Dan Knecht (the “K” is pronounced) is of the generation that grew up with cable TV. He says he doesn’t know what life was like before people had access to 50 channels. Among his early influences was Comedy Central, back in the pre “Daily Show” days when the channel was mostly one standup comedian after another.
Dan says that may be where he gets his sense of humor, from watching standup comedians for hours on end -- also from his father. Most of Dan’s jokes are aimed at himself. He supposes that’s because as a kid always involved in athletics, he recognized early on that he didn’t have an abundance of natural talent. So he learned to use humor to follow up a less than, well, graceful physical performance with a dash of low-key, self-deprecatingly comedic je ne se quoi.
Here’s an example. Dan is six-foot-six. “Most people my height can dunk a basketball. I just don’t have the ups. In high school, I could dunk a tennis ball.”
He has, however, always had a knack for the less traditional sports. Dan says he is a tough match on a ping pong table and also throws a mean cornhole bag. He grew up water skiing and is now working on improving his horseshoe game in a local league.
Dan grew up in Finneytown, the middle of three siblings and the only boy. His mother has been a hospice nurse for more than 15 years, and his father retired from management after 35 years at UPS. Dan says he’s like his dad in that he’s easy going, and he’s a funny guy. He says he’s like his mom in that he is competitive and has a stubborn streak. Family is a big deal to him. He grew up with Sunday dinners at his grandparents’ house. His role models were his dad and his dad’s brothers more than someone whose name you might have heard before.
Even before he went off to college, he had an interest in law. But he took a job out of undergraduate school with the world’s largest distributor of music CDs. Apple had just introduced the iPod and iTunes, so the world of music CDs had a couple more years before it would implode. Dan left shortly before that happened.
“I watched an industry die. And I learned that even if you have good people, and we did, you really have to anticipate. You have to think ahead of the curve.”
He left the music company in 2007 to study law at the University of Cincinnati. His fan loyalties lie with the Bengals and the Reds. “What can I say? I’m a hometown guy.” He also loves live music and considers himself much more of a Rolling Stones guy than a Beatles guy.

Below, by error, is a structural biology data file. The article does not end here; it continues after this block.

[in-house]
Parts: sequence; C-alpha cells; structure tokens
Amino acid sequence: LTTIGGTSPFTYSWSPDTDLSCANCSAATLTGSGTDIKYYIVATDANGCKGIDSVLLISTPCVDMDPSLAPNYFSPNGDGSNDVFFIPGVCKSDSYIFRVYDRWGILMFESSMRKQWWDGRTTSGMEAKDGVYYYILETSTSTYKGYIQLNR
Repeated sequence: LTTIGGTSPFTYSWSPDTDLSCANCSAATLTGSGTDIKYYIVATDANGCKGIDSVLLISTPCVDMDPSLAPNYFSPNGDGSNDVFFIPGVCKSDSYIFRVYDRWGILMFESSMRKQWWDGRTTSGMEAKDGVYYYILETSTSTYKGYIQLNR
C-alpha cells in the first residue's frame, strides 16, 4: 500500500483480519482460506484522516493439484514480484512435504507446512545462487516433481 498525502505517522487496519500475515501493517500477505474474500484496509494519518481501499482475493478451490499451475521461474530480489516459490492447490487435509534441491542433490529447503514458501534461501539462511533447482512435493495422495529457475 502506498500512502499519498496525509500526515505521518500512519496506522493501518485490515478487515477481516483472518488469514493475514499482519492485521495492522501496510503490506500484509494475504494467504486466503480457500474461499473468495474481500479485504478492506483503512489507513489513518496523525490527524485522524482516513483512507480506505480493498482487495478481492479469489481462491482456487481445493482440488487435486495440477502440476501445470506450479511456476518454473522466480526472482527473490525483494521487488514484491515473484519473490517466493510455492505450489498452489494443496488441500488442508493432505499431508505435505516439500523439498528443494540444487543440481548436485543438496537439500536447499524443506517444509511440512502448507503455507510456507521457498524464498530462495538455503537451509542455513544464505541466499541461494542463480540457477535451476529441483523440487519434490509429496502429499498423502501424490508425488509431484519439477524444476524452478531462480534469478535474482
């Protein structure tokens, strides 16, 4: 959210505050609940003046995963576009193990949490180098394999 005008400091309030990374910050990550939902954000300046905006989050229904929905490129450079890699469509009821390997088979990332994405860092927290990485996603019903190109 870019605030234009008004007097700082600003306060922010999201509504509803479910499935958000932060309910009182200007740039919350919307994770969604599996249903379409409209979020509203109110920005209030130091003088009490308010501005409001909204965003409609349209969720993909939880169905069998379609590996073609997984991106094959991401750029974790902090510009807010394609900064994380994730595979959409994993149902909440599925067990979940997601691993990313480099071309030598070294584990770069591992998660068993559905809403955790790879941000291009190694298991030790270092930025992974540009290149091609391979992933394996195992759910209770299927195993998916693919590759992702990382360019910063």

He defines greatness in an attorney in this way: “You can’t think at the beginning you know what the answer is. You don’t want to deliver an answer -- you want to deliver options. And you never want to give yes or no answers. You want to give ‘Yes, but … ’ or ‘No, but … ’ responses, so the client has options. Ultimately, it should be the client who makes the decision, not the attorney.”
Dan's practice is focused on the areas of Complex Business and Construction Litigation. Prior to attending law school, Dan worked as an Operations Manager for a music distributor headquartered in Troy, Michigan. Before joining Graydon, he also worked as a Project Manager for a claims administrator where he managed the administration of complex mass tort settlements.
Dan is a 2010 graduate of the University of Cincinnati College of Law where he earned his J.D. He also earned a B.S. in Business from Indiana University 's Kelley School of Business in 2005. As a Cincinnati native, Dan is glad to be practicing in his hometown and currently lives in East Walnut Hills with his wife, Cicely.
Since coming to Graydon in 2011, Dan has leveraged his project management skills to help steer complex commercial and construction litigation matters to positive resolutions. He has helped execute e-discovery collection and review programs for massive document populations in complex multi-party construction suits. He has also assisted with developing and managing thorough testing and remediation programs in construction claims litigation involving developers, retailers, and contractors with national footprints.
Dan was also part of the team representing Bill Yung, president of Northern Kentucky based Columbia Sussex Corporation, when Kenton District Judge Patricia Summe awarded the Yungs a $100M judgment against Grant Thornton.